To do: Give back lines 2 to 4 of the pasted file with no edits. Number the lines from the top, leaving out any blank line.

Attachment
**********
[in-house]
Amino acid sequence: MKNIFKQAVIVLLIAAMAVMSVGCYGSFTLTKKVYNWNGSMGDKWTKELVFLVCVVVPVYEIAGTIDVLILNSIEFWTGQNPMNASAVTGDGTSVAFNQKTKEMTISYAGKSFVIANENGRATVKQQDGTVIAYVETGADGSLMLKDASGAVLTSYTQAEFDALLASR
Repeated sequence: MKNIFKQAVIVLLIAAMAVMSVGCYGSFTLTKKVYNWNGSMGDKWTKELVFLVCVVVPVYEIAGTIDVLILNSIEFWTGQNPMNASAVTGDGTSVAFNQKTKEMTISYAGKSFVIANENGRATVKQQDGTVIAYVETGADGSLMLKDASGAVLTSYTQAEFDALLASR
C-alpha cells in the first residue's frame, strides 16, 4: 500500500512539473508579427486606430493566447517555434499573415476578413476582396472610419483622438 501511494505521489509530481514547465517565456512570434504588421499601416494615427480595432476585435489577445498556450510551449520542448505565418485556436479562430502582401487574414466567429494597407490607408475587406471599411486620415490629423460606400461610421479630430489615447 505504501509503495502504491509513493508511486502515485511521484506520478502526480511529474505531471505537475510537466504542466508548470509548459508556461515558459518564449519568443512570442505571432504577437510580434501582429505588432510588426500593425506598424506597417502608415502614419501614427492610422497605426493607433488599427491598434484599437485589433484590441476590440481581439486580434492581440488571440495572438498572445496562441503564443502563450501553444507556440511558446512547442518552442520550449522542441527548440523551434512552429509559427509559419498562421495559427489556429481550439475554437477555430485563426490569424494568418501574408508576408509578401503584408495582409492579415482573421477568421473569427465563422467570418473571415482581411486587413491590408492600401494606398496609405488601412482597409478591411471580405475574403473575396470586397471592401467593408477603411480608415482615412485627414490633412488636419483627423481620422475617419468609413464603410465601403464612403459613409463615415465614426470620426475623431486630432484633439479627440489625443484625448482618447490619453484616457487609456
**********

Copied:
Amino acid sequence: MKNIFKQAVIVLLIAAMAVMSVGCYGSFTLTKKVYNWNGSMGDKWTKELVFLVCVVVPVYEIAGTIDVLILNSIEFWTGQNPMNASAVTGDGTSVAFNQKTKEMTISYAGKSFVIANENGRATVKQQDGTVIAYVETGADGSLMLKDASGAVLTSYTQAEFDALLASR
Repeated sequence: MKNIFKQAVIVLLIAAMAVMSVGCYGSFTLTKKVYNWNGSMGDKWTKELVFLVCVVVPVYEIAGTIDVLILNSIEFWTGQNPMNASAVTGDGTSVAFNQKTKEMTISYAGKSFVIANENGRATVKQQDGTVIAYVETGADGSLMLKDASGAVLTSYTQAEFDALLASR
C-alpha cells in the first residue's frame, strides 16, 4: 500500500512539473508579427486606430493566447517555434499573415476578413476582396472610419483622438 501511494505521489509530481514547465517565456512570434504588421499601416494615427480595432476585435489577445498556450510551449520542448505565418485556436479562430502582401487574414466567429494597407490607408475587406471599411486620415490629423460606400461610421479630430489615447 505504501509503495502504491509513493508511486502515485511521484506520478502526480511529474505531471505537475510537466504542466508548470509548459508556461515558459518564449519568443512570442505571432504577437510580434501582429505588432510588426500593425506598424506597417502608415502614419501614427492610422497605426493607433488599427491598434484599437485589433484590441476590440481581439486580434492581440488571440495572438498572445496562441503564443502563450501553444507556440511558446512547442518552442520550449522542441527548440523551434512552429509559427509559419498562421495559427489556429481550439475554437477555430485563426490569424494568418501574408508576408509578401503584408495582409492579415482573421477568421473569427465563422467570418473571415482581411486587413491590408492600401494606398496609405488601412482597409478591411471580405475574403473575396470586397471592401467593408477603411480608415482615412485627414490633412488636419483627423481620422475617419468609413464603410465601403464612403459613409463615415465614426470620426475623431486630432484633439479627440489625443484625448482618447490619453484616457487609456